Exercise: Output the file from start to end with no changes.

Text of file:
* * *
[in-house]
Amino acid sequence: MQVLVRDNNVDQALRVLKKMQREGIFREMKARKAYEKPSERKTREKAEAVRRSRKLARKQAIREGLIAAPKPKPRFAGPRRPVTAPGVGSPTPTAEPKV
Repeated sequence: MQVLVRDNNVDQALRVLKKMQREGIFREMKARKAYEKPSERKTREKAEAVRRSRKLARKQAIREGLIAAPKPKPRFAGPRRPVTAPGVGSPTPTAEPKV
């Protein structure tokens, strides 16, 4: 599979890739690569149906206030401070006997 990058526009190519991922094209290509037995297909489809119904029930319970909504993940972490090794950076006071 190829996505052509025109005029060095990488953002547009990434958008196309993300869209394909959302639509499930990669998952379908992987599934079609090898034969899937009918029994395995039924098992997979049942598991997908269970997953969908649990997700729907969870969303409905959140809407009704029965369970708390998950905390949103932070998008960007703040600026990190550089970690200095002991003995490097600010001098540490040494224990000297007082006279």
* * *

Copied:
[in-house]
Amino acid sequence: MQVLVRDNNVDQALRVLKKMQREGIFREMKARKAYEKPSERKTREKAEAVRRSRKLARKQAIREGLIAAPKPKPRFAGPRRPVTAPGVGSPTPTAEPKV
Repeated sequence: MQVLVRDNNVDQALRVLKKMQREGIFREMKARKAYEKPSERKTREKAEAVRRSRKLARKQAIREGLIAAPKPKPRFAGPRRPVTAPGVGSPTPTAEPKV
């Protein structure tokens, strides 16, 4: 599979890739690569149906206030401070006997 990058526009190519991922094209290509037995297909489809119904029930319970909504993940972490090794950076006071 190829996505052509025109005029060095990488953002547009990434958008196309993300869209394909959302639509499930990669998952379908992987599934079609090898034969899937009918029994395995039924098992997979049942598991997908269970997953969908649990997700729907969870969303409905959140809407009704029965369970708390998950905390949103932070998008960007703040600026990190550089970690200095002991003995490097600010001098540490040494224990000297007082006279």